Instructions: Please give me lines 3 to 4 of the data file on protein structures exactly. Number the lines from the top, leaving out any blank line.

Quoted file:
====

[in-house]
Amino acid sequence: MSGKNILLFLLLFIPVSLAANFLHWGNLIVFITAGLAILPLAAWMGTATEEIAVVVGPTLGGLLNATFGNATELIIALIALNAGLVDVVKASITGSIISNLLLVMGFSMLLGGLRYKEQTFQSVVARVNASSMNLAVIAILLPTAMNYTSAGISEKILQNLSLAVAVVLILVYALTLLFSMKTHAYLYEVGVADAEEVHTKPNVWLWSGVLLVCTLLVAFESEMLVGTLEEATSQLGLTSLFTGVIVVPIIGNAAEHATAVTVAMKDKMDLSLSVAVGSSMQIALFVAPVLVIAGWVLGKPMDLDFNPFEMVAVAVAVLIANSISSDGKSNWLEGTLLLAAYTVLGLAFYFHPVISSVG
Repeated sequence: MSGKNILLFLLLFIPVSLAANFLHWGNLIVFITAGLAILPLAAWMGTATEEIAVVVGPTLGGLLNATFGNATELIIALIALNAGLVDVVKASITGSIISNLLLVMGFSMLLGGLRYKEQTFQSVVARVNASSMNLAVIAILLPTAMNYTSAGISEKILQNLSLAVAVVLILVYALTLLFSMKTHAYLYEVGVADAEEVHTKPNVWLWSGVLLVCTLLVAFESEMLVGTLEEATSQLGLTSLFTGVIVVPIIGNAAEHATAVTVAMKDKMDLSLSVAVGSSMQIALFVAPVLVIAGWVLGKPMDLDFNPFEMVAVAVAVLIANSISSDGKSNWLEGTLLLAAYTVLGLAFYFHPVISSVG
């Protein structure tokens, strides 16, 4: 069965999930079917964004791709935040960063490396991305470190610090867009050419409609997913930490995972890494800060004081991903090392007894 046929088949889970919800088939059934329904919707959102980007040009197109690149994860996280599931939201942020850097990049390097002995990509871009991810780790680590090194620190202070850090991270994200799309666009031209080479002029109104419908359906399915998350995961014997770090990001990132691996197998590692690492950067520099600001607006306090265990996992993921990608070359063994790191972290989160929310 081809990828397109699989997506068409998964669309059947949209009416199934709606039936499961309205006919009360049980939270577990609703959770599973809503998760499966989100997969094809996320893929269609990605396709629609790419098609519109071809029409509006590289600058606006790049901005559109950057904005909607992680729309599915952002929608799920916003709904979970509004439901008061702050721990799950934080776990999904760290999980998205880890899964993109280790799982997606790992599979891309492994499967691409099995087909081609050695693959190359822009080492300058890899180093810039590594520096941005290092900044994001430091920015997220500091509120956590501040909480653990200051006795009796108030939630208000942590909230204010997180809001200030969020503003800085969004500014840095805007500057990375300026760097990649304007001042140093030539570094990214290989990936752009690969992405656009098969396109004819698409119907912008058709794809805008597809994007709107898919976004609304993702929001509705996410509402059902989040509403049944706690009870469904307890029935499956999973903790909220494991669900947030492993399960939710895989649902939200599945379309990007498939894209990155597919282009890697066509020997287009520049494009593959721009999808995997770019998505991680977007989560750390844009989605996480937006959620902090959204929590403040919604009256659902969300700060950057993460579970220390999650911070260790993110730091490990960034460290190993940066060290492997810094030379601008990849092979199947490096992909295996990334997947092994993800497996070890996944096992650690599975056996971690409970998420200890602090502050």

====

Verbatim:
Repeated sequence: MSGKNILLFLLLFIPVSLAANFLHWGNLIVFITAGLAILPLAAWMGTATEEIAVVVGPTLGGLLNATFGNATELIIALIALNAGLVDVVKASITGSIISNLLLVMGFSMLLGGLRYKEQTFQSVVARVNASSMNLAVIAILLPTAMNYTSAGISEKILQNLSLAVAVVLILVYALTLLFSMKTHAYLYEVGVADAEEVHTKPNVWLWSGVLLVCTLLVAFESEMLVGTLEEATSQLGLTSLFTGVIVVPIIGNAAEHATAVTVAMKDKMDLSLSVAVGSSMQIALFVAPVLVIAGWVLGKPMDLDFNPFEMVAVAVAVLIANSISSDGKSNWLEGTLLLAAYTVLGLAFYFHPVISSVG
């Protein structure tokens, strides 16, 4: 069965999930079917964004791709935040960063490396991305470190610090867009050419409609997913930490995972890494800060004081991903090392007894 046929088949889970919800088939059934329904919707959102980007040009197109690149994860996280599931939201942020850097990049390097002995990509871009991810780790680590090194620190202070850090991270994200799309666009031209080479002029109104419908359906399915998350995961014997770090990001990132691996197998590692690492950067520099600001607006306090265990996992993921990608070359063994790191972290989160929310 081809990828397109699989997506068409998964669309059947949209009416199934709606039936499961309205006919009360049980939270577990609703959770599973809503998760499966989100997969094809996320893929269609990605396709629609790419098609519109071809029409509006590289600058606006790049901005559109950057904005909607992680729309599915952002929608799920916003709904979970509004439901008061702050721990799950934080776990999904760290999980998205880890899964993109280790799982997606790992599979891309492994499967691409099995087909081609050695693959190359822009080492300058890899180093810039590594520096941005290092900044994001430091920015997220500091509120956590501040909480653990200051006795009796108030939630208000942590909230204010997180809001200030969020503003800085969004500014840095805007500057990375300026760097990649304007001042140093030539570094990214290989990936752009690969992405656009098969396109004819698409119907912008058709794809805008597809994007709107898919976004609304993702929001509705996410509402059902989040509403049944706690009870469904307890029935499956999973903790909220494991669900947030492993399960939710895989649902939200599945379309990007498939894209990155597919282009890697066509020997287009520049494009593959721009999808995997770019998505991680977007989560750390844009989605996480937006959620902090959204929590403040919604009256659902969300700060950057993460579970220390999650911070260790993110730091490990960034460290190993940066060290492997810094030379601008990849092979199947490096992909295996990334997947092994993800497996070890996944096992650690599975056996971690409970998420200890602090502050």